Additional findings from Mercaris Commodity Outlook include:
     Mercaris estimates the number of certified organic operations in the U.S. will reach 19,888 over 2020/21, a 4% increase y/y.
    Organic corn livestock feed use is projected to increase 6% y/y over the 2020/21 MY as organic poultry production continues to boost demand for U.S. organic grain feed.
    U.S. organic soybean crush is projected to increase 13% y/y over 2020/21 as organic soybean meal imports plateau, and livestock feed demand continues to expand.
    U.S. non-GMO soybean planted area expanded 19% y/y over 2020.
    U.S. non-GMO corn planted area increased 8% y/y over 2020.

Bayer’s XtendFlex Soybeans Gain Final Key Regulatory Approval

Bayer announced today that the European Commission has authorized XtendFlex soybean technology for food, feed, import and processing in the European Union. This milestone represents the final key authorization for XtendFlex soybeans. With this approval in hand, Bayer can now look forward to a full launch in the United States and Canada in 2021 and expects to be in a strong position to supply 20 million U.S. soy acres when the selling season arrives.

“XtendFlex soybeans will be Bayer’s second major product launch in soybeans in the last 5 years,” said Lisa Safarian, President of Crop Science North America. “The upcoming launch in 2021 highlights the strength of the Bayer soybean pipeline, as well as the investment that Bayer continues to make in our soybean portfolio and the Roundup Ready Xtend Crop System. XtendFlex soybeans are the latest example of Bayer developing innovative products to help farmers meet challenges on their farm.”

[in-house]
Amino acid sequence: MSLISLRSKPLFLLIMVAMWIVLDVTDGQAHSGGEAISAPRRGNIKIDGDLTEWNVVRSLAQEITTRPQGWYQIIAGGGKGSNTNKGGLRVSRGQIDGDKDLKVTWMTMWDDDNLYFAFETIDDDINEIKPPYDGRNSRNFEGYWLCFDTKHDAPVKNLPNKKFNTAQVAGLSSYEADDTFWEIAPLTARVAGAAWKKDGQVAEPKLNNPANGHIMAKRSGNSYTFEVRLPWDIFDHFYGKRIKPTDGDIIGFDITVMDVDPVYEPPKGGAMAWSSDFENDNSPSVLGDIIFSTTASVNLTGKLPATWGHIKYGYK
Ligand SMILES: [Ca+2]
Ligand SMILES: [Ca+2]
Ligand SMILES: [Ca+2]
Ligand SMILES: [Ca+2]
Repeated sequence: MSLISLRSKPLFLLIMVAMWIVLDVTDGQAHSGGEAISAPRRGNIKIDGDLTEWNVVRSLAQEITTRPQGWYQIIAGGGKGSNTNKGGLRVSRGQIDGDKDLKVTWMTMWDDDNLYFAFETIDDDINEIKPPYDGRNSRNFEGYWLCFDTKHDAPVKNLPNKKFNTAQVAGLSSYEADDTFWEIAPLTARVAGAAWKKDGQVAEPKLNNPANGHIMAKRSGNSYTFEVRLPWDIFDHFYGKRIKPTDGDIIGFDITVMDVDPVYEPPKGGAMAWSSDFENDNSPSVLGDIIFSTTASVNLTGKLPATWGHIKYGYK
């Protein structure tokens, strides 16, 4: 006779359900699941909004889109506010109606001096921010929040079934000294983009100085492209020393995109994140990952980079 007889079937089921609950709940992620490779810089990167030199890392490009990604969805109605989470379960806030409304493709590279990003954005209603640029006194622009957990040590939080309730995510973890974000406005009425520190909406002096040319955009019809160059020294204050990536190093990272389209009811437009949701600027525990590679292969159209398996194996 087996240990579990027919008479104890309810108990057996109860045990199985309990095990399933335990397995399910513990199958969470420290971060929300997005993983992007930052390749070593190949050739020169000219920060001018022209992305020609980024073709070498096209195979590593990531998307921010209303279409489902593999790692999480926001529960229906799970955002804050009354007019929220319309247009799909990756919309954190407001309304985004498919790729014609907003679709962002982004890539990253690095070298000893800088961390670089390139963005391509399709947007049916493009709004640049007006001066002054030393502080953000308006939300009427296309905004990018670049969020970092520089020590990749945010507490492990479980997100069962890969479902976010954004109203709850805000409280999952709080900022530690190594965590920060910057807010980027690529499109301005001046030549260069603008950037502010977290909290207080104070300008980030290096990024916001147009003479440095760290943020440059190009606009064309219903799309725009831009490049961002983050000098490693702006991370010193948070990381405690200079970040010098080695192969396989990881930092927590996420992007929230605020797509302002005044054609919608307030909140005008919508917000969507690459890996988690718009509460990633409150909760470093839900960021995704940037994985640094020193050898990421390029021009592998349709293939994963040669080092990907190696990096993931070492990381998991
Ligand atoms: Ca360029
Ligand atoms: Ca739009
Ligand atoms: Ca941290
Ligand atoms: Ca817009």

XtendFlex soybeans, Bayer’s newest soybean technology, are built upon the high-yielding Roundup Ready 2 Xtend soybean technology that growers have grown to trust with the additional tolerance to glufosinate herbicides. XtendFlex soybeans provide growers with additional flexibility to manage tough-to-control and resistant weeds.  

“We’ve seen great demand for XtendFlex soybeans from our customers,” said Lisa Streck, Bayer soybean launch lead. “Based on that demand, we’ve developed a supply plan to meet the market demand in 2021, across all maturities, Bayer brands and licensees. We expect the launch of XtendFlex to match the launch scale of Roundup Ready 2 Xtend soybeans, which were planted on 20 million acres in their first year of commercial availability. This technology offers outstanding yield potential and weed control flexibility that will benefit soybean farmers across the U.S.”

Friday, September 25, 2020

Friday September 25 Cattle on Feed + Ag News


Nebraska feedlots, with capacities of 1,000 or more head, contained 2.28 million cattle on feed on September 1, according to the USDA’s National Agricultural Statistics Service. This inventory was up 6% from last year. Placements during August totaled 505,000 head, up 13% from 2019. Fed cattle marketings for the month of August totaled 435,000 head, down 5% from last year. Other disappearance during August totaled 10,000 head, down 5,000 head from last year.


Cattle and calves on feed for the slaughter market in Iowa feedlots with a capacity of 1,000 or more head totaled 610,000 head on September 1, 2020, according to the latest USDA, National Agricultural Statistics Service – Cattle on Feed report. This was down 2% from August, and down 3% from September 1, 2019. Iowa feedlots with a capacity of less than 1,000 head had 485,000 head on feed, down 3% from last month but up 1% from last year. Cattle and calves on feed for the slaughter market in all Iowa feedlots totaled 1,095,000 head, down 2% from last month and down 1% from last year.